Trees are an important part of the terrestrial ecosystem, providing essential habitats including many kinds of forest for communities of organisms. Epiphytic plants such as ferns, some mosses, liverworts, orchids and some species of parasitic plants (e.g., mistletoe) hang from branches; these along with arboreal lichens, algae, and fungi provide micro-habitats for themselves and for other organisms, including animals. Leaves, flowers and fruits are seasonally available. On the ground underneath trees there is shade, and often there is undergrowth, leaf litter, and decaying wood that provide other habitat. Trees stabilise the soil, prevent rapid run-off of rain water, help prevent desertification, have a role in climate control and help in the maintenance of biodiversity and ecosystem balance.
Many species of tree support their own specialised invertebrates. In their natural habitats, 284 different species of insect have been found on the English oak (Quercus robur) and 306 species of invertebrate on the Tasmanian oak (Eucalyptus obliqua). Non-native tree species provide a less biodiverse community, for example in the United Kingdom the sycamore (Acer pseudoplatanus), which originates from southern Europe, has few associated invertebrate species, though its bark supports a wide range of lichens, bryophytes and other epiphytes.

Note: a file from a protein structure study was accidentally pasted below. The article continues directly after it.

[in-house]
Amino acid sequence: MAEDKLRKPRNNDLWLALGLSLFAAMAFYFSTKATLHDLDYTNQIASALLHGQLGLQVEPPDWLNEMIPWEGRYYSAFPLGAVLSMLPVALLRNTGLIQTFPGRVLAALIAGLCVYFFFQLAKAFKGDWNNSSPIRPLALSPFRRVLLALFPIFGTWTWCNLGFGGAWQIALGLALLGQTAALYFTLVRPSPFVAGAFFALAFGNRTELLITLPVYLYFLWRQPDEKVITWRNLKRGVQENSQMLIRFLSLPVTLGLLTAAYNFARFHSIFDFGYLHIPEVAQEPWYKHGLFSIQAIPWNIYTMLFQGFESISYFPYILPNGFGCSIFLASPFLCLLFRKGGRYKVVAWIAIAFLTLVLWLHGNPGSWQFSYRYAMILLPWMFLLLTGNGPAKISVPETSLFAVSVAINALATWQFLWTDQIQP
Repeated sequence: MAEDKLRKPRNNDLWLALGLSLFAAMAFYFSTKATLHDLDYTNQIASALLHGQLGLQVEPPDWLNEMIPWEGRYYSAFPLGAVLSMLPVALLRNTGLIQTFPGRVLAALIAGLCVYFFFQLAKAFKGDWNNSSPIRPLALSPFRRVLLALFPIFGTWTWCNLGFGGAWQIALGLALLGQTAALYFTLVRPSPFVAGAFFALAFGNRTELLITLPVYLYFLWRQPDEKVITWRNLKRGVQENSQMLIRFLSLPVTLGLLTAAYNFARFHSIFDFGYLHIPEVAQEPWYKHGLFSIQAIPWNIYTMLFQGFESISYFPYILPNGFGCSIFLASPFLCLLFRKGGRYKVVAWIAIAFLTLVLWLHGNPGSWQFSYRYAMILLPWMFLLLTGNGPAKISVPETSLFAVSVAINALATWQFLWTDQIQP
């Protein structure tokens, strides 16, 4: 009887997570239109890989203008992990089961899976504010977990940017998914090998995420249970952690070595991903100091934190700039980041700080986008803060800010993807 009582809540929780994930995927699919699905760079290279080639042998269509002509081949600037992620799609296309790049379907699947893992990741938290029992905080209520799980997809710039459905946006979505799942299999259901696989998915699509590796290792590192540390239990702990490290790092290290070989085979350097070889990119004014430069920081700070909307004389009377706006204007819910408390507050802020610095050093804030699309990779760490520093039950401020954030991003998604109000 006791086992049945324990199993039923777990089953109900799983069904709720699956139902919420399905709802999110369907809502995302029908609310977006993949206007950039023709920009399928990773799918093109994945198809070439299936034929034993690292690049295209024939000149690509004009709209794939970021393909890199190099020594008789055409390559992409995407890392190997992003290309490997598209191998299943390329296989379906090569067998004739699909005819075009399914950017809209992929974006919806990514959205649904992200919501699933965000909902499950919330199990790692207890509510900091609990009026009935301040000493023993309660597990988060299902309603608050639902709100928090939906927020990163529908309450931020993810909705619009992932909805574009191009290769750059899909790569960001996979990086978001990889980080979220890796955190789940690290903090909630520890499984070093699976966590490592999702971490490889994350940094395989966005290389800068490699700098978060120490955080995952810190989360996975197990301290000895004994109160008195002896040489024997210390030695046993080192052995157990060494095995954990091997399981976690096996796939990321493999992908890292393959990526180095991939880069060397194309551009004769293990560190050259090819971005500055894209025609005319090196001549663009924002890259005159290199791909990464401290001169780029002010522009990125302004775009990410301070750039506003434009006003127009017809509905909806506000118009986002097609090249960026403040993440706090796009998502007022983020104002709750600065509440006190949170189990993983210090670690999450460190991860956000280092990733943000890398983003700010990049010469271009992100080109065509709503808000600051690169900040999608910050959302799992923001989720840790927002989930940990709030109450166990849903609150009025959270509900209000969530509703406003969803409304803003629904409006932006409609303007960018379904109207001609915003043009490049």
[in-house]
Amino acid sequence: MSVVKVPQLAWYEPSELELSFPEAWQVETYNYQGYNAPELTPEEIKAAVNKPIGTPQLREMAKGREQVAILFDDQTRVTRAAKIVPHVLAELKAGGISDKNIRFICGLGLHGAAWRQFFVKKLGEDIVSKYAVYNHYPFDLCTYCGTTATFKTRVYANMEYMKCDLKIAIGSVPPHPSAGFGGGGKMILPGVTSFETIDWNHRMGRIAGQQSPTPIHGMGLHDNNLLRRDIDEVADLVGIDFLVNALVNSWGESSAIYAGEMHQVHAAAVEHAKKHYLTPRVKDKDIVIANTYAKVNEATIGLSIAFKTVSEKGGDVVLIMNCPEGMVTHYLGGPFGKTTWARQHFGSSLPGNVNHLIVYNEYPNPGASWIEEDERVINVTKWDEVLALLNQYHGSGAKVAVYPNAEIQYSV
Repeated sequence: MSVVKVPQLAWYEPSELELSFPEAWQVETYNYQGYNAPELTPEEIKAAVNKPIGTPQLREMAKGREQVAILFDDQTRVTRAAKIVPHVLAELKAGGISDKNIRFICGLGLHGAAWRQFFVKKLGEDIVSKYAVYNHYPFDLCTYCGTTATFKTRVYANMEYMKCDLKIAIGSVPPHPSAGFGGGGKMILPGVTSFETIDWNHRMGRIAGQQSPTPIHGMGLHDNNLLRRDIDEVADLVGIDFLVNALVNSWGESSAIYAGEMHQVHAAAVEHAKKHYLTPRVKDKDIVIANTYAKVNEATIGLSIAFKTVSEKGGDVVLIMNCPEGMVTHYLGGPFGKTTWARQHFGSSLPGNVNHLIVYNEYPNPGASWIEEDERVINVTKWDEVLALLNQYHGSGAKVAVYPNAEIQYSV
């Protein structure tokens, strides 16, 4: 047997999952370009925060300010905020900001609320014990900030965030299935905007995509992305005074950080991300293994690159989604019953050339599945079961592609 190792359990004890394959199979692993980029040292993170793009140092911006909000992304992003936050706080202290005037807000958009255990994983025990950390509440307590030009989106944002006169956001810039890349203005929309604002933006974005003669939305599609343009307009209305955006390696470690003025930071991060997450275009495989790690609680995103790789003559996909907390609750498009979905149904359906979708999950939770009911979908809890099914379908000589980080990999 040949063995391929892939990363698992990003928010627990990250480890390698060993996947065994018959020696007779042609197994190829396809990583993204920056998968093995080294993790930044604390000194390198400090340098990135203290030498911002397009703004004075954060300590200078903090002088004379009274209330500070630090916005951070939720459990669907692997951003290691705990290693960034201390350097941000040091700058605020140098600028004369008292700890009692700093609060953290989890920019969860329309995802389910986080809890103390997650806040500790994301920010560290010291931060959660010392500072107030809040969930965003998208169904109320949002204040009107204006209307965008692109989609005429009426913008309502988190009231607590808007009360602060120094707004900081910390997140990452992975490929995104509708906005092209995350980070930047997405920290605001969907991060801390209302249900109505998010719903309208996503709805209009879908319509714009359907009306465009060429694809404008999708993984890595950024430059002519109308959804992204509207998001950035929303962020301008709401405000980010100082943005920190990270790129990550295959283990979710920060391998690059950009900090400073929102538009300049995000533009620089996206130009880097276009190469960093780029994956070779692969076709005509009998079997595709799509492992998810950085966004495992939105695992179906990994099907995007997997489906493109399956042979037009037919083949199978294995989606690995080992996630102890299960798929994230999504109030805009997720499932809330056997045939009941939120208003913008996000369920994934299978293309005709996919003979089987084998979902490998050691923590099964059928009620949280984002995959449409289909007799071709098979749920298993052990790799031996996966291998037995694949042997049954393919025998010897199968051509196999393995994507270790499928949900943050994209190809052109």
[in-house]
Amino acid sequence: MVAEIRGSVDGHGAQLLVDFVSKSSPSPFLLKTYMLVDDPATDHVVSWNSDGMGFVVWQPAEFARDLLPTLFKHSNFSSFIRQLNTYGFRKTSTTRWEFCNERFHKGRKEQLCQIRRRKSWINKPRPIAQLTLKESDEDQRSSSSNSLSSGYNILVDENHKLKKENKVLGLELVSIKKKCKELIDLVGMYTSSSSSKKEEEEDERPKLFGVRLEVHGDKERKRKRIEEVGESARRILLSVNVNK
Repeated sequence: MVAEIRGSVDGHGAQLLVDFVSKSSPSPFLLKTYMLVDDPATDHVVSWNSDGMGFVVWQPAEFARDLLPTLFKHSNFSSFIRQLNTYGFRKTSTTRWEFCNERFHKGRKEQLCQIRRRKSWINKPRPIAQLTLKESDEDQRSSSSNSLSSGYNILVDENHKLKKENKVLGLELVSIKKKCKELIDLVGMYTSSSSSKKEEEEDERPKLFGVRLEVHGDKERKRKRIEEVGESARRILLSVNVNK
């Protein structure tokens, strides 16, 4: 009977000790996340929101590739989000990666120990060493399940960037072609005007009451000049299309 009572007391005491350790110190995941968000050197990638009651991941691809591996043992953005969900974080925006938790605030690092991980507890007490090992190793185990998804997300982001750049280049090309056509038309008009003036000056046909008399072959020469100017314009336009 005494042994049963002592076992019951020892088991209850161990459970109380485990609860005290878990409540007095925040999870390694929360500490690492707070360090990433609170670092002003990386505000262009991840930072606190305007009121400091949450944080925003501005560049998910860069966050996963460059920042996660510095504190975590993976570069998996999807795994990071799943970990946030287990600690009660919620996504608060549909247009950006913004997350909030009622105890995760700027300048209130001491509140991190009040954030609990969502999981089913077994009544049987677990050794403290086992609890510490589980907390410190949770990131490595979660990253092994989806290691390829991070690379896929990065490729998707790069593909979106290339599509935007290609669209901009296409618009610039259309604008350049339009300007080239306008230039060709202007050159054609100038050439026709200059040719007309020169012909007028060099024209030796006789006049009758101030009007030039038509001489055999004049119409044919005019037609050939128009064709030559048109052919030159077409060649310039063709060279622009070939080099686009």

In ecosystems such as mangrove swamps, trees play a role in developing the habitat, since the roots of the mangrove trees reduce the speed of flow of tidal currents and trap water-borne sediment, reducing the water depth and creating suitable conditions for further mangrove colonisation. Thus mangrove swamps tend to extend seawards in suitable locations. Mangrove swamps also provide an effective buffer against the more damaging effects of cyclones and tsunamis.